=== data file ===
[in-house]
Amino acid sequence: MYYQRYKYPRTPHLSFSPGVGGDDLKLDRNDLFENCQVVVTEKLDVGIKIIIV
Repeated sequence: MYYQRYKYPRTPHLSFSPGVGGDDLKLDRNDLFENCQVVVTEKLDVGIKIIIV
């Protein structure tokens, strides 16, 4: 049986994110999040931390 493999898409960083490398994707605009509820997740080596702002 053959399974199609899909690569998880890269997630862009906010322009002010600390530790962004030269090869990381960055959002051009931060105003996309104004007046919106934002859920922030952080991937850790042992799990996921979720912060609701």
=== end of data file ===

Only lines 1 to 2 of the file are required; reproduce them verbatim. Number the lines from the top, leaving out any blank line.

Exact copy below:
[in-house]
Amino acid sequence: MYYQRYKYPRTPHLSFSPGVGGDDLKLDRNDLFENCQVVVTEKLDVGIKIIIV